by Mikey Rox
We all love social media – myself included. But if checking in, updating statuses, taking photos of your food and scrolling through the bubble butts of Instagram are taking up too much of your time – and thereby leaving less of it to actually enjoy life – perhaps it’s time for a break. This summer, get back to basics – and remember what it’s like to live real life in real time – with these ways to wean yourself off Facebook, Twitter, Snapchat and the like for a more memorable summer.
- Set a Time Limit For Daily Social Media Use
If you’re constantly checking social media for new likes and comments, and scrolling through every-other-second posts from your friends, the easiest way to stop relying on your favorite platforms to cull your boredom is to set a time limit for usage. You don’t have to go cold turkey straight out the gate but rather condition yourself to hop online for, say, one hour a day. You can use the hour up in one fell swoop, or you can break it down to 15 minutes four times a day. However you want to portion it is fine, so long as you stick to the limit you’ve set for yourself. If you need help, set a timer to hold yourself accountable.
- Change Your Notification Settings
To avoid getting sucked into a downward spiral of wasted time, change the notification settings on your phone so you’re not pinged whenever somebody posts their pearls of wisdom. When you’re not alerted to their musings every time you blink, it’ll be easier to put social media on the back burner in a Ron Popeil kinda way.
- Schedule a Trial Run For Being Free of Social Media
Whenever I’ve tried to cut something out of my life – like smoking, for instance – I’ve had greater success in setting reasonable, achievable milestones, like eliminating the habit from my daily routine for a week opposed to adopting a mentality of complete abolishment forever. The problem with the latter is that if you fail – and you likely will because the endgame is too harsh to accept unless you have serious discipline (and if you did, you wouldn’t be reading this article) – you’ll get disappointed and head straight back into the habit for comfort. Give yourself time to adjust and evaluate how you feel about the change in a trial run before committing to a longer-term hiatus.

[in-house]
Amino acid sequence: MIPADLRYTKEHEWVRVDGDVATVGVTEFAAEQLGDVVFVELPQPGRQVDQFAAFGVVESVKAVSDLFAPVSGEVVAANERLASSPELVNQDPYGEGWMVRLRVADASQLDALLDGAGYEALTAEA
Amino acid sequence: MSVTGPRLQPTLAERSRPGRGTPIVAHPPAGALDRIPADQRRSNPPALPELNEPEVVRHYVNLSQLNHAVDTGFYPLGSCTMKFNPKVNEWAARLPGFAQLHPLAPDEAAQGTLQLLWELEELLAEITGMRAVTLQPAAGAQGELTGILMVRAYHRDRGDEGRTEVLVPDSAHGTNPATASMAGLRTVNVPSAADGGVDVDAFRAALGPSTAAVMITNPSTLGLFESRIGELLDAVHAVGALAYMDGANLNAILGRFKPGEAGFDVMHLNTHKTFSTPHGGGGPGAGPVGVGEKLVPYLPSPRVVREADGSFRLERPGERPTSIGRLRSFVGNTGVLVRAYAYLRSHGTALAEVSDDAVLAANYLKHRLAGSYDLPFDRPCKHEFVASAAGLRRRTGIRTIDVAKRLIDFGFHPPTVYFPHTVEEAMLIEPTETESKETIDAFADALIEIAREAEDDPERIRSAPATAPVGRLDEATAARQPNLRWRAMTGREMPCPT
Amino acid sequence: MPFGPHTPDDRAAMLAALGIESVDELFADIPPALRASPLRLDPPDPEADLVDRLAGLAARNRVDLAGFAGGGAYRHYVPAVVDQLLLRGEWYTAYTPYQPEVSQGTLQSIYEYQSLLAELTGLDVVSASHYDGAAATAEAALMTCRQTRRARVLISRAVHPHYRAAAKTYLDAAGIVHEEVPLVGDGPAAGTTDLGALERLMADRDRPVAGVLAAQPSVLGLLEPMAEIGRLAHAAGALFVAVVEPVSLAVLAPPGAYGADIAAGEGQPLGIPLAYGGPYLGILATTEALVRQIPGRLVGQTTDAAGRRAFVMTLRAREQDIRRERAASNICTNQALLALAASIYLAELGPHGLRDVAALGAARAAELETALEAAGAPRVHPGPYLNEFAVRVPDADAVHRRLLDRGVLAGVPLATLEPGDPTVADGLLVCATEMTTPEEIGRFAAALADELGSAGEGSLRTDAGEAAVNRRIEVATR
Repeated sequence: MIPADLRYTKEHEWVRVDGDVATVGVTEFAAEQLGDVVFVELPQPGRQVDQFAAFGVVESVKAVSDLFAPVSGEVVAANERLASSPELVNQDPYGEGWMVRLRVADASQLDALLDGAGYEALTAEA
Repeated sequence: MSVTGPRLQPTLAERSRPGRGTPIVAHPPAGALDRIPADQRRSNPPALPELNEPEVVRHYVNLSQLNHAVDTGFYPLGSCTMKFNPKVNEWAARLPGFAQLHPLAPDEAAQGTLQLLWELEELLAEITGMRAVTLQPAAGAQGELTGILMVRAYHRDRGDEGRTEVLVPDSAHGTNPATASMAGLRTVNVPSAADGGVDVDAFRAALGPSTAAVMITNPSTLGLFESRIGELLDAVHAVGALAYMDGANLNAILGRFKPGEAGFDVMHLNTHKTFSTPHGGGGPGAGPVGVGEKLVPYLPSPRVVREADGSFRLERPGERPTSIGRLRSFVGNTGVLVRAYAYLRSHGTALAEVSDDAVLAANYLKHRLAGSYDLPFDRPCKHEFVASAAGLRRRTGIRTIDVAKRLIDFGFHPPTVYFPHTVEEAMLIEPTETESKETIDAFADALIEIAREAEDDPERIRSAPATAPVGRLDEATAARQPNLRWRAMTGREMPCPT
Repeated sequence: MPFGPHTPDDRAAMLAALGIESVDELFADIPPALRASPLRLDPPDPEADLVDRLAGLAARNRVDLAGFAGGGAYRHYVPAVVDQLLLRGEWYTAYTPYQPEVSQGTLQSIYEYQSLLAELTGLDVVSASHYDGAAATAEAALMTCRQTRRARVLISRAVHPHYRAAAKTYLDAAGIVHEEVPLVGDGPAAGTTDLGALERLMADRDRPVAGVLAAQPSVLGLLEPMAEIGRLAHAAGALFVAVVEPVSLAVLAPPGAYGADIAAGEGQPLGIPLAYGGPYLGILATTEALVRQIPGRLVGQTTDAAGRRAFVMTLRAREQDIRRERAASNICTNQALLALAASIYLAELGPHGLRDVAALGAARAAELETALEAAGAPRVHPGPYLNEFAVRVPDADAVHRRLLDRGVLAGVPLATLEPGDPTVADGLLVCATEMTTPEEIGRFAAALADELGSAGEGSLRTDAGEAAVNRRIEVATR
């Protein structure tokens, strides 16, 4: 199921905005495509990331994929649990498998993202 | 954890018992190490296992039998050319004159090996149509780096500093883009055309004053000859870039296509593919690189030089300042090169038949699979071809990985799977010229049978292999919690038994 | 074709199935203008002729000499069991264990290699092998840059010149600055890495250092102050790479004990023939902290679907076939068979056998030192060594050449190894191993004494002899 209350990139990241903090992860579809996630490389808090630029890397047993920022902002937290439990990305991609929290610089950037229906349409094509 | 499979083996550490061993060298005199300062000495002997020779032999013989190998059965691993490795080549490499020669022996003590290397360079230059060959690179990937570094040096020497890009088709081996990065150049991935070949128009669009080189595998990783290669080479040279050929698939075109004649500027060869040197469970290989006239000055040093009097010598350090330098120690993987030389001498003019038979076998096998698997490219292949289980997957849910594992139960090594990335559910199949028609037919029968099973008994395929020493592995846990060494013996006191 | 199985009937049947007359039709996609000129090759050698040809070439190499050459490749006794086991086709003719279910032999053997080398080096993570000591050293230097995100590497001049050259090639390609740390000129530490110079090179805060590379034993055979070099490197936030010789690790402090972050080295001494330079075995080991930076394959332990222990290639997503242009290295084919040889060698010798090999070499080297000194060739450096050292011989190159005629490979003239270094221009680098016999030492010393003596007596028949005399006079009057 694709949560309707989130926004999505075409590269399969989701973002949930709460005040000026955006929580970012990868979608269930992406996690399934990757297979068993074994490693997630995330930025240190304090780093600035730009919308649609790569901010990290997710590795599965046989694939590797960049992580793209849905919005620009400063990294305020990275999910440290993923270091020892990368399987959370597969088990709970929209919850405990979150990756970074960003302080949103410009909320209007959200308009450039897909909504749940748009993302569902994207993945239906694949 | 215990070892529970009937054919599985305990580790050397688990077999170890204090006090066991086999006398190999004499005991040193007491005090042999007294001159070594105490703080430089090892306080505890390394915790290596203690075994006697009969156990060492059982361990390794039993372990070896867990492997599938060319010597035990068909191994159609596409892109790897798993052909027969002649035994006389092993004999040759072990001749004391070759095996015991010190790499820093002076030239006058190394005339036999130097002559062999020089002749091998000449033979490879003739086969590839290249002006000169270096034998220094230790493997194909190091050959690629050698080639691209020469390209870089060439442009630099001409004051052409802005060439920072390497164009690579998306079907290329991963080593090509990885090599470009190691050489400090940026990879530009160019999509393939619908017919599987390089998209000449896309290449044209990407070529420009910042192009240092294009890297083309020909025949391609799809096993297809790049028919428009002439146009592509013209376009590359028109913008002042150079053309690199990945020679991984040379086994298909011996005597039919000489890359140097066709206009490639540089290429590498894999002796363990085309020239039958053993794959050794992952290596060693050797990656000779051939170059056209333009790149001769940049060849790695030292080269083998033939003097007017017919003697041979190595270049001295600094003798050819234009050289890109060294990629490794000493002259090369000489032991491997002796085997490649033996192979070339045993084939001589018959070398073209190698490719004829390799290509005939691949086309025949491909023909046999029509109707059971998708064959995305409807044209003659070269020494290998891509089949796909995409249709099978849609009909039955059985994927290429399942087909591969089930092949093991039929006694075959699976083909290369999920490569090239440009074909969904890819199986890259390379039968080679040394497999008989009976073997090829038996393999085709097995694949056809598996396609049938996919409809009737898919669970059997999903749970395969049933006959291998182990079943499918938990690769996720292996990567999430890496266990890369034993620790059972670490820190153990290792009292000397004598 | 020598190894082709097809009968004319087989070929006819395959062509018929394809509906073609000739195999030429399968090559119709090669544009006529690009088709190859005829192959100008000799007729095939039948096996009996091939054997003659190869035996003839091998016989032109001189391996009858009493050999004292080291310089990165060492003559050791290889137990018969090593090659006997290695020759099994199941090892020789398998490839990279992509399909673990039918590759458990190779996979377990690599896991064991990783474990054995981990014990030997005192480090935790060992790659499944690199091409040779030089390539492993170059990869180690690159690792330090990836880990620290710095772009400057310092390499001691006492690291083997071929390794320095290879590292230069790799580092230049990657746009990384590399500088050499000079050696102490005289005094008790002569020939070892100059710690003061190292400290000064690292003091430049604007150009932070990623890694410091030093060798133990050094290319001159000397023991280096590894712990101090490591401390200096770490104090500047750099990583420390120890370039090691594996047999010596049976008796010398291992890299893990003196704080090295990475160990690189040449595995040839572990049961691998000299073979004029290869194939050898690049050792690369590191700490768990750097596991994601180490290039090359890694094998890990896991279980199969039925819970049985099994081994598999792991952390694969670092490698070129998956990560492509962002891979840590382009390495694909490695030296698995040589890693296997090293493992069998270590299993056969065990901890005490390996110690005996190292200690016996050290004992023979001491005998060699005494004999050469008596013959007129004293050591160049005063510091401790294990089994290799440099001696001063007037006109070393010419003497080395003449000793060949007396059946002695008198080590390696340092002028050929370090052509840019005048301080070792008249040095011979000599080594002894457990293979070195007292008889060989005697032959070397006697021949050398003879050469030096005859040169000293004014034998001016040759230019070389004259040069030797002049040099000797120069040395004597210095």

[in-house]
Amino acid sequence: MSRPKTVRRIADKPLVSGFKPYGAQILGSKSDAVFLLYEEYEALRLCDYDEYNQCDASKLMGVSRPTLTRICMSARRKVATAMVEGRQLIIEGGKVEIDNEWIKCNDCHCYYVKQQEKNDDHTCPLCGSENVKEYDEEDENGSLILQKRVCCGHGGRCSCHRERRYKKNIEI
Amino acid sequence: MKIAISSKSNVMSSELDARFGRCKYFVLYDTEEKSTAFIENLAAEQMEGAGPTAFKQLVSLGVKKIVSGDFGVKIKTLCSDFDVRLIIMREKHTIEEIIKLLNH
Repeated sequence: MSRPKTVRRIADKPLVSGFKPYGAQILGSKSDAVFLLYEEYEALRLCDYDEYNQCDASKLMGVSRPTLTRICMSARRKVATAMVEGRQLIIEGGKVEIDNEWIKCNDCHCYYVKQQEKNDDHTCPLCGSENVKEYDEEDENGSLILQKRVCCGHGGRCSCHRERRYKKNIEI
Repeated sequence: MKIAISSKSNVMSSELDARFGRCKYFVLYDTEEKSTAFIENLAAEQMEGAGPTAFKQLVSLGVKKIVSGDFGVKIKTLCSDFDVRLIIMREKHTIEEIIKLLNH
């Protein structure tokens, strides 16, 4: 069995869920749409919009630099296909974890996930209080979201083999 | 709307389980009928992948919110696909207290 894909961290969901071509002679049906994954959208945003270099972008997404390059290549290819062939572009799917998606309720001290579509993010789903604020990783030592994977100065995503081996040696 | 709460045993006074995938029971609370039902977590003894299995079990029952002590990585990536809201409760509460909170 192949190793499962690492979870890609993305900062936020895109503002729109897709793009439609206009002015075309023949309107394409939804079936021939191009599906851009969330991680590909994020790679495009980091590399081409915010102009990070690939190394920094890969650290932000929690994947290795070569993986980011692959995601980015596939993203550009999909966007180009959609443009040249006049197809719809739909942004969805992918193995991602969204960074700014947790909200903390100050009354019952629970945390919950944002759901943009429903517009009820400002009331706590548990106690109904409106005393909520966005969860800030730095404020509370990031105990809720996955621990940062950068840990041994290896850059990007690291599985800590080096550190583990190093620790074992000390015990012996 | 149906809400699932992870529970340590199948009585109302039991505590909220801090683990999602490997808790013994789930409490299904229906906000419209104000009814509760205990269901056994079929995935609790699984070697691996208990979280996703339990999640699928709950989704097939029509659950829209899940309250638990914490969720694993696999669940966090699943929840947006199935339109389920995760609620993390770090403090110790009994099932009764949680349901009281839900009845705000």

- Delete the Apps From Your Phone
Last year, I self-imposed a social media ban for about a month and a half when I was dealing with a lot of stress in my personal life, and I found it much easier to stick to my guns when the apps weren’t on my phone. By removing them altogether, they’re out of sight, out of mind. If you start experiencing withdrawal symptoms, their nonexistence on your phone will give you pause so you can collect yourself, think about whether you really need to access the apps while (hopefully) choosing to continue the hiatus.
- Block Your Favorite Platforms On Your Computer
If you’re afraid that you’ll succumb to weakness when you’re on the computer – especially since the apps are no longer on your phone – block the platforms on your browser. This is accomplished differently on each browser, but a quick Internet search will walk your through the steps. This is probably more important at work than it is at home, so put the provisions in place on your office computer first then try it on your PC.
- Ask a Friend to Join You in Your Moratorium
We’ve been taught about the buddy system since we were kids for good reason – it works. If you don’t think you can implement a social media moratorium on your own, ask a friend if they’ll join you. Certainly it’s not the most attractive proposition, but I bet you can find someone in your circle who’s secretly lamenting their own social media use. Put a plan in place that you’ll both follow, and help support each other through the process. You’ll find it easier to accomplish when you have a crutch – and you might even develop a strong bond with one another because of it.
- Start Living For the Moment
Shunning social media for the summer is not all for naught. The reason for going dark is so you can let more real life happen. Fill the time you’d normally spend on social media with more productive activities, like exercise, concentrating on work or enjoying the company of your friends and family without having your faces buried in the blue light of a smartphone. Sounds like an impossible feat in this day and age, but it wasn’t that long ago that we all used to talk to one another face to face without worrying about what digital strangers are up to. Which may pose a deeper question for your reflection: Why do you even care?
Mikey Rox is an award-winning journalist and LGBT lifestyle expert whose work has been published in more than 100 outlets across the world. He splits his time between homes in New York City and the Jersey Shore with his dog Jaxon. Connect with Mikey on Twitter @mikeyrox.